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Spot Phishing Threats, Protect Your Identity

written by: •edited by: Tricia Goss•updated: 3/31/2011

If you can spot a phishing threat - one that might result in financial loss - then you win. Learn how to spot phishing attempts and protect your identity and credit score!

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    Computer Data Security: Phishing Dangers

    With so many threats to our personal data and identities it can be easy to find yourself overwhelmed by security software, options for protection and insurance policies covering you against any threats to your online identity or credits (bank loans, credit cards, etc.) taken out in your name.

    Criminals that commit these types of fraud do so thanks to identity theft, which is made very easy by phishing, the process of finding information about an individual without them suspecting a thing.

    There are many security threats to personal computer data - phishing is just one of them, but happily it is one that we can learn to spot and avoid.

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    So What Is Phishing?

    Computer Data Security: Phishing Dangers With a secure system, complete with passwords that only you know, it can be very difficult – next to impossible, in fact – for any unauthorized persons to be able to gain access.

    For instance they might try random passwords or using a brute force method where a piece of software tried to work out the correct password, but both of these methods are time consuming.

    This is where phishing comes in.

    Rather than trying to guess a password at random, the party attempting to break into the secure system will use information supplied by someone who has access. This person typically won’t know that they are supplying this information however, as it will be extracted in the form of cleverly worded questions.

    By acquiring some vital information about the owner of the account, those attempting to gain access to the system will often find their job has gotten a lot easier.

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    Spot a Phishing Attempt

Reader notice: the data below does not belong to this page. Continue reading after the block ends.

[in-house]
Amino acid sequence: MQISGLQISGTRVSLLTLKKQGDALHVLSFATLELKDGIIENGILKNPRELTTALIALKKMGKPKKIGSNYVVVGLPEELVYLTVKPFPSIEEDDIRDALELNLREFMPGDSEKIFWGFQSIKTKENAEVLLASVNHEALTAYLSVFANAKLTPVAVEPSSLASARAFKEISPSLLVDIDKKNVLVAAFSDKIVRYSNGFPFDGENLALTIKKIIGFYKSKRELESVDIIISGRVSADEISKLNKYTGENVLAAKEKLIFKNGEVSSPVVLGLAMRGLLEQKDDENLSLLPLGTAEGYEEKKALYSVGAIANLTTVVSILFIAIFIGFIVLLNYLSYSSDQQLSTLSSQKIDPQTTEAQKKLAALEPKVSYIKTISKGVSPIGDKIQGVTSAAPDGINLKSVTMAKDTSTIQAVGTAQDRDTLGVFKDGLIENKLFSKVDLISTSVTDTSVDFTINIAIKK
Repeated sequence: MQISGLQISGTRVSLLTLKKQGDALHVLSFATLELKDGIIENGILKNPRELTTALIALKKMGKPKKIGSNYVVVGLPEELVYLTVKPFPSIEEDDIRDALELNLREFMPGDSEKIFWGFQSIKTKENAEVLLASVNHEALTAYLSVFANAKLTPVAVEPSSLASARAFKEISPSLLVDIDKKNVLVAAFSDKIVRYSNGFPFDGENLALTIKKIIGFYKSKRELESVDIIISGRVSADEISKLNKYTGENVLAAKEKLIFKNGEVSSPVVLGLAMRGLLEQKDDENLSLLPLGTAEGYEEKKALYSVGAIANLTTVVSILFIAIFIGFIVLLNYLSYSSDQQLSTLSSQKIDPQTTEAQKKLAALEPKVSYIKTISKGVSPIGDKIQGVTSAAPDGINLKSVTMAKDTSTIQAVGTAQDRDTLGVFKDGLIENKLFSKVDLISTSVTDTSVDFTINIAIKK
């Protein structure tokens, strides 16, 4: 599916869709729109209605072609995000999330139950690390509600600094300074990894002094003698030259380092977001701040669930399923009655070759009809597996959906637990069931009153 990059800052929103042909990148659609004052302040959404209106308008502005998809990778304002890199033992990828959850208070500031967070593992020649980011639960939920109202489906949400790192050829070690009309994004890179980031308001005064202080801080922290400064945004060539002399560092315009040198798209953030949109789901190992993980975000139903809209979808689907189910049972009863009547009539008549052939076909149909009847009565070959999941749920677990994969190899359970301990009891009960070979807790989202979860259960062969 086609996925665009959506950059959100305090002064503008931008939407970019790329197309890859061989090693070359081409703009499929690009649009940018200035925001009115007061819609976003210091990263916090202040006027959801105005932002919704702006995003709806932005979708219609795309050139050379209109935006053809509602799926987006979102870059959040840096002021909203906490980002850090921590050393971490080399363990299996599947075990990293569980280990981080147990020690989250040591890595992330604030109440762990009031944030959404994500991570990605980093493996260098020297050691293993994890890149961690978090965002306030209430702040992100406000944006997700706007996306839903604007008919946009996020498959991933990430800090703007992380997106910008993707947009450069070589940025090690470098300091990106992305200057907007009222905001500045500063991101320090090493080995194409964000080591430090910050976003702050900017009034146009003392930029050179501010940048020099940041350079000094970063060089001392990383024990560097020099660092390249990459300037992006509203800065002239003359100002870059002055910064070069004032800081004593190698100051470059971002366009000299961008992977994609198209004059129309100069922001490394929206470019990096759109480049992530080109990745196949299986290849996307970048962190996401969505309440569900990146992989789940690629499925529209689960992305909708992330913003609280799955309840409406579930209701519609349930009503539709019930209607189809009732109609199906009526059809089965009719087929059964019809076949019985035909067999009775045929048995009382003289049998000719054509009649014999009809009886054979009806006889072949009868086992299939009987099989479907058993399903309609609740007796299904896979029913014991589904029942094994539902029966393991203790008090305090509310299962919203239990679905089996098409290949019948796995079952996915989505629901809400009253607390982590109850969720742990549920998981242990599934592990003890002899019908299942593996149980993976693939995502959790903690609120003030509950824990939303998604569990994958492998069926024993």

The most common use of phishing comes in the form of fake emails from banks and other reputable services, asking you to click a link to a web page – which again is a fake, and known as "spoofing" – and log in with your personal details. Your login code and password are then in the hands of criminals who will use them to access your bank account, perhaps extend credit in your name, but have the funds sent elsewhere, etc.

    It is important to be aware of these types of threat so you can avoid them. Increasingly criminal groups are using telephones and SMS text messaging to gain personal information so that they can open bank loans and credit cards in your name using all of the techniques listed here, and this has become such a problem that banks release annual figures on how much fraud costs them while their subsidiaries offer insurance protection against these very threats.

    However you can save money on these and protect your identity by following a few basic steps.

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    Protecting Yourself from Phishing

    First of all, don’t trust emails from banks. They rarely send messages out by email and never contact you asking to sign into your account. In the event that you receive such a message, call your bank to confirm its authenticity.

    Second, be wary of web pages that purport to be for one purpose but are actually designed for another. These might be difficult to spot, but a good giveaway of a fake web page is one that asks for personal information without establishing a secure connection. You will be able to spot a secure connection as the URL of the web page will begin https:// rather than the usual http://.

    Finally, be extremely selective about the information that you give out on the phone, especially to people claiming to be calling from organizations that you are already in a business relationship with. While their questions might be worded to appear as if they are confirming your identify, if you already do business with them then they shouldn’t be calling you to do this. Instead, ask for a telephone number, check it is genuine (there are several websites that provide this service if you Google the number) and if it checks out you can call them back.

    Our guide to phishing best practices explains some of these concepts in more depth.

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    References

    Author's own experience

    Image credit: Wikimedia Commons/Gflores